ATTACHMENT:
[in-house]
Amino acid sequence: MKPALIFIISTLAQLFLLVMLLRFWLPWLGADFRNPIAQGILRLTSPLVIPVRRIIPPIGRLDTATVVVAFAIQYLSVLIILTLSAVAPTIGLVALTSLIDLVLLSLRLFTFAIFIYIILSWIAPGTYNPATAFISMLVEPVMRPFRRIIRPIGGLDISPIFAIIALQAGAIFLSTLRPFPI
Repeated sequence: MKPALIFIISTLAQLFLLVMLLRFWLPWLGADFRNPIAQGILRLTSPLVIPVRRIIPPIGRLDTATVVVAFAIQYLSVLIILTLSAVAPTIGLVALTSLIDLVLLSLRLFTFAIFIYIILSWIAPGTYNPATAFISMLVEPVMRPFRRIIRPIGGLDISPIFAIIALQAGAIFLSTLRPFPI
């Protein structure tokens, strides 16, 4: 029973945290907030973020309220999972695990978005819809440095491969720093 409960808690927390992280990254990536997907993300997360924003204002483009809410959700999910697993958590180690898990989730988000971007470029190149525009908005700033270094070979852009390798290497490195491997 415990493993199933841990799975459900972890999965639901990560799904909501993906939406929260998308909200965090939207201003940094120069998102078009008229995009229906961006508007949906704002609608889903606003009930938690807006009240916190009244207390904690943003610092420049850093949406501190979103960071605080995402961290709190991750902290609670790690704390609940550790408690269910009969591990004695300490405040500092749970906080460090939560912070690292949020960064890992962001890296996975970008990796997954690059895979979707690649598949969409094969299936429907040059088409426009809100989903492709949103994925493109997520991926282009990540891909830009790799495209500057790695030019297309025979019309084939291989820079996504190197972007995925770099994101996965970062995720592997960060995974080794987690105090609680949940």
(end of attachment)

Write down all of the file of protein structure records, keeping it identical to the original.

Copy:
[in-house]
Amino acid sequence: MKPALIFIISTLAQLFLLVMLLRFWLPWLGADFRNPIAQGILRLTSPLVIPVRRIIPPIGRLDTATVVVAFAIQYLSVLIILTLSAVAPTIGLVALTSLIDLVLLSLRLFTFAIFIYIILSWIAPGTYNPATAFISMLVEPVMRPFRRIIRPIGGLDISPIFAIIALQAGAIFLSTLRPFPI
Repeated sequence: MKPALIFIISTLAQLFLLVMLLRFWLPWLGADFRNPIAQGILRLTSPLVIPVRRIIPPIGRLDTATVVVAFAIQYLSVLIILTLSAVAPTIGLVALTSLIDLVLLSLRLFTFAIFIYIILSWIAPGTYNPATAFISMLVEPVMRPFRRIIRPIGGLDISPIFAIIALQAGAIFLSTLRPFPI
């Protein structure tokens, strides 16, 4: 029973945290907030973020309220999972695990978005819809440095491969720093 409960808690927390992280990254990536997907993300997360924003204002483009809410959700999910697993958590180690898990989730988000971007470029190149525009908005700033270094070979852009390798290497490195491997 415990493993199933841990799975459900972890999965639901990560799904909501993906939406929260998308909200965090939207201003940094120069998102078009008229995009229906961006508007949906704002609608889903606003009930938690807006009240916190009244207390904690943003610092420049850093949406501190979103960071605080995402961290709190991750902290609670790690704390609940550790408690269910009969591990004695300490405040500092749970906080460090939560912070690292949020960064890992962001890296996975970008990796997954690059895979979707690649598949969409094969299936429907040059088409426009809100989903492709949103994925493109997520991926282009990540891909830009790799495209500057790695030019297309025979019309084939291989820079996504190197972007995925770099994101996965970062995720592997960060995974080794987690105090609680949940």